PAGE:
Duke journal of comparative and international law, Vol. 20, no. 3, Spring 2010, p. 361-388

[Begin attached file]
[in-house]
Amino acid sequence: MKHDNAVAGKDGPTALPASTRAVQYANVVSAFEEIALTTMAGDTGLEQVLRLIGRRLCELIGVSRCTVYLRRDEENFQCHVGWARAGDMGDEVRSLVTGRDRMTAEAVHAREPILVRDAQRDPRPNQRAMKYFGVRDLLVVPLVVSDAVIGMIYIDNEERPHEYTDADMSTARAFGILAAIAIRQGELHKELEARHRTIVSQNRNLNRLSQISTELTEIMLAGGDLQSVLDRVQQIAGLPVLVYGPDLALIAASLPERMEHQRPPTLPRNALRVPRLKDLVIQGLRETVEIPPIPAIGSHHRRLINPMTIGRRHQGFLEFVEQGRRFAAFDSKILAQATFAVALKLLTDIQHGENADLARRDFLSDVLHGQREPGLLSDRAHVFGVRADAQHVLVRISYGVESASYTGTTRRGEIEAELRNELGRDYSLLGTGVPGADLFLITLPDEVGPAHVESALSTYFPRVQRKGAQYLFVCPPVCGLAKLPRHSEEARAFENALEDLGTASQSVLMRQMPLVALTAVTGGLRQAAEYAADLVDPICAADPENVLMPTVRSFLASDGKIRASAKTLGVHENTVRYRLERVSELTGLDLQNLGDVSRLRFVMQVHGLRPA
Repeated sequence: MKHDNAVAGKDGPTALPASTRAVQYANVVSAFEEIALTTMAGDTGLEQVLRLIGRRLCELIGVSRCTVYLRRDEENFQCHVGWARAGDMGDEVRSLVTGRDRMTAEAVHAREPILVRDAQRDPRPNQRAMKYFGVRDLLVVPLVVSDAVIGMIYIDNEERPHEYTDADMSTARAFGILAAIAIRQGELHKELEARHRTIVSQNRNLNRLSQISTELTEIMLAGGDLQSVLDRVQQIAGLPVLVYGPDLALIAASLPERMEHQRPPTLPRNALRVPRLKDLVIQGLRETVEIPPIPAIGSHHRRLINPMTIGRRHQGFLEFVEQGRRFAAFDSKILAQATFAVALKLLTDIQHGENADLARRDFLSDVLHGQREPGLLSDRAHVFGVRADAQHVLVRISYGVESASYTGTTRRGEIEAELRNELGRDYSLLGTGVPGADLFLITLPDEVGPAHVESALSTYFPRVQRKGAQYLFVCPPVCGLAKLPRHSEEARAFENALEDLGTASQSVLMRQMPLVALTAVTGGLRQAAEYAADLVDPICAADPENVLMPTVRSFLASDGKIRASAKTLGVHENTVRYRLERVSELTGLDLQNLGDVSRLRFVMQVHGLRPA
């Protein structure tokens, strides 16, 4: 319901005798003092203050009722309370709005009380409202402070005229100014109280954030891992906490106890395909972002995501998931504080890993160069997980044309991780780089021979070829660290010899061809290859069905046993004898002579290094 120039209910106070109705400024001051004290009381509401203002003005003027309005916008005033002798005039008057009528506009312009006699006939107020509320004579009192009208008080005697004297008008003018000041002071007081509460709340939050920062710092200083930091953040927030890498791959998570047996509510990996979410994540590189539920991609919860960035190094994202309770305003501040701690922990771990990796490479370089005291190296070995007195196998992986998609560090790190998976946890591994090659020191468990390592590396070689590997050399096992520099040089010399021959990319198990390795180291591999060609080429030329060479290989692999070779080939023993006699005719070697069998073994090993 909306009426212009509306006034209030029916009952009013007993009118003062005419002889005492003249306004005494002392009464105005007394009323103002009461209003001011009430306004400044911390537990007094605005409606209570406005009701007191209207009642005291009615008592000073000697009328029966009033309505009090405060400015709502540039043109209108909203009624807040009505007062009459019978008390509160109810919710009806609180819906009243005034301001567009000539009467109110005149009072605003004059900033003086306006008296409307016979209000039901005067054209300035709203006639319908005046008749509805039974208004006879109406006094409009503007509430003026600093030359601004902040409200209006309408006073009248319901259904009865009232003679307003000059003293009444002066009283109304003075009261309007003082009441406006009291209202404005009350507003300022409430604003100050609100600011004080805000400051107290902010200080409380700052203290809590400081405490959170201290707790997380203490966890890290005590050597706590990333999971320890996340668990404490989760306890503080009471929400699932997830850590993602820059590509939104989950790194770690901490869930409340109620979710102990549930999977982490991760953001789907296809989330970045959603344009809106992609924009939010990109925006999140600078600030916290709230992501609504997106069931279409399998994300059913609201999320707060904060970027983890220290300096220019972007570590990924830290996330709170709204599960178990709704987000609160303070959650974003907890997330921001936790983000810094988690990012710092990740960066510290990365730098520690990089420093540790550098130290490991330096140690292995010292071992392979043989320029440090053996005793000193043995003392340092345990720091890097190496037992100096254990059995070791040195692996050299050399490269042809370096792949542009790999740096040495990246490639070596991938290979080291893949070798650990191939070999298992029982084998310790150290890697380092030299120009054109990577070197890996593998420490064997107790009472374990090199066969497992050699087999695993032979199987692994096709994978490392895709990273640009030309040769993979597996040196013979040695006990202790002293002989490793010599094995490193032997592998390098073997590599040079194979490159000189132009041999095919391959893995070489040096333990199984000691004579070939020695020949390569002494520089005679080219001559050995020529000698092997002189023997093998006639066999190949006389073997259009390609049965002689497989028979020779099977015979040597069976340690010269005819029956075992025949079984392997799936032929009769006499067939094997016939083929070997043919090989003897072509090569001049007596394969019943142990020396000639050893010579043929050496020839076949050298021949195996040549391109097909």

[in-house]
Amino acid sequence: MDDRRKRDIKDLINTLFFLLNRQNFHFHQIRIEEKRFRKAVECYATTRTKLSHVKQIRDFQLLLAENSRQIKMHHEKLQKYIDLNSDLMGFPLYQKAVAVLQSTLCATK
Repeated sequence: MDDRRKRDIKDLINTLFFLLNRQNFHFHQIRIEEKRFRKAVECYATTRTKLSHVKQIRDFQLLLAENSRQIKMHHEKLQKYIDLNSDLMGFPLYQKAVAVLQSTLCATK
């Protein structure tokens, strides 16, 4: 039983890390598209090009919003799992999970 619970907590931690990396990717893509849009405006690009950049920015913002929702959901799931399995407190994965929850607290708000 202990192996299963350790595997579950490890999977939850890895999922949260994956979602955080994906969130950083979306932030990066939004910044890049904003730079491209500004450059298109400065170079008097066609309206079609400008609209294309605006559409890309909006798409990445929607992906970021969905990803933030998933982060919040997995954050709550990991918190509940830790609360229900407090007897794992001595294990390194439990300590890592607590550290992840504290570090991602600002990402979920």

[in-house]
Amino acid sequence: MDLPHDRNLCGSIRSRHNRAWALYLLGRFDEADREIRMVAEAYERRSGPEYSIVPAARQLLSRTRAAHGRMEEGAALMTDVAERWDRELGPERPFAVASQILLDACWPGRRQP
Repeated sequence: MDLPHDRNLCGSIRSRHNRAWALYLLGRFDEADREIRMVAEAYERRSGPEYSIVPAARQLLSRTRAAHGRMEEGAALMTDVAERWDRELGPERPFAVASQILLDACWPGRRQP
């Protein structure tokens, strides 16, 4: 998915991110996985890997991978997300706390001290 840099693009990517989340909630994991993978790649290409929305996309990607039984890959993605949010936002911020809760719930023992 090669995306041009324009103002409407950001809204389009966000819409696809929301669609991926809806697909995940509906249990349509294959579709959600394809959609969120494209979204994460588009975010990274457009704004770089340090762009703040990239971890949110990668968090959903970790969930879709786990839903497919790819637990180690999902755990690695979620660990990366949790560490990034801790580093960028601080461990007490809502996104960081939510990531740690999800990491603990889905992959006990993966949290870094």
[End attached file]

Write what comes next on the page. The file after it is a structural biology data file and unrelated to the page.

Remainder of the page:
The prohibition on the use of reprisals is widely regarded as one of the most sacrosanct statements of the jus in bello applicable to the conduct of modern hostilities. Supporters of the bright line ban describe it as a vital “bulwark against barbarity.” In the words of the International Committee of the Red Cross, the prohibition is “absolute”, despite the fact that the declarations of key states indicate residual ambiguity over the scope of permissible reprisals, particularly in the context of non-international armed conflicts. Reasonable reprisals grounded on an empirical assessment of their deterrent value or framed as appropriate punishment for prior acts of terror may be the most humane strategy for serving the strategic imperatives of civilized society confronted with a persistent and adaptive terrorist enemy. Thoughtful and multilateral reassessment of the lawful scope and rationale for reasonable reprisals is overdue.
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